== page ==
How Much of Equity Prices Is Real?
The DJIA is at an all-time high, but how much of it is “real”. Earnings growth dropped to negative two quarters ago, so that removes some of the fundamental appeal of a new high. Comparing economic parameters to the last time markets were at these levels does not offer a favorable context either.
There are ways to judge “extreme” valuation mismatches between fundamentals and market momentum or exuberance. Sentiment surveys offer some insight in contrarian fashion. If everyone is bullish, who is left to buy? (and vice versa) Similarly, if there is a high level of “money” committed in stocks, not only is it “who is left to buy”, but “with what money”.
The infamous “cash on the sidelines” argument has been used repeatedly in the past few years, but I don’t think that captures the full measure of potential resources. Banks and brokers can “create” cash out of nothing, through margin balances. The relative comparison between cash in brokerage accounts and margin usage reveals more depth to investor sentiment.
In the big picture, extremes in cash vs. margin match up extremely well with market inflections. Throughout the latter half of the 1990’s, margin usage grew much faster than overall cash levels, as did market prices.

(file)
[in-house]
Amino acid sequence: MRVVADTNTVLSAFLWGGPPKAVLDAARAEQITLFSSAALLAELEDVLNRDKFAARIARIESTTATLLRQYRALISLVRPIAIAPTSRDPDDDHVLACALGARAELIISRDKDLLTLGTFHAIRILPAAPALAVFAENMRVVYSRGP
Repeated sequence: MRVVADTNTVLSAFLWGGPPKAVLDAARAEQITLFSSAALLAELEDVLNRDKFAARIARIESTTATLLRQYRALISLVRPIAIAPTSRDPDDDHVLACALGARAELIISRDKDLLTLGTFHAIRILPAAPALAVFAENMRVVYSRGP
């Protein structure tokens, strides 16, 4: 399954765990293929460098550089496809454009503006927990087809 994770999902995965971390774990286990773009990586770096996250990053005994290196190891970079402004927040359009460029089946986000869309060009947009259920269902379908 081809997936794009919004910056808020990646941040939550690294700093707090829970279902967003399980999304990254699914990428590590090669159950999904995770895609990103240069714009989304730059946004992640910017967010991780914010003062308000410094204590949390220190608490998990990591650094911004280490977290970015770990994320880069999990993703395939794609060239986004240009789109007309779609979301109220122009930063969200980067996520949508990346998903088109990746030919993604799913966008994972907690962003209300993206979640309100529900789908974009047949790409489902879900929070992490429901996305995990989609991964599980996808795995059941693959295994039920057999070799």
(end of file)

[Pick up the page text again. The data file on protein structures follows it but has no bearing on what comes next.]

The following data, except as noted, is taken from FINRA member filings pursuant to Rule 4521, and includes data from both NYSE member clearing firms and previously designated NASD members. “Free credit balances” is composed of both free credit balances in customers’ cash accounts and free credit balances in customers’ securities margin accounts. “Margin debt” refers to debit balances in customers’ securities margin accounts. Net margin is the sum of both free credit balances minus margin debt balances.
The dot-com bust is shown beginning with extreme leverage in equity accounts. Net margin was an all-time level of -$131 billion, on total margin of just below $300 billion. Over the course of the equity market collapse and into the housing bubble, net margin balances fell more in line with free credit, forming a largely stable relationship.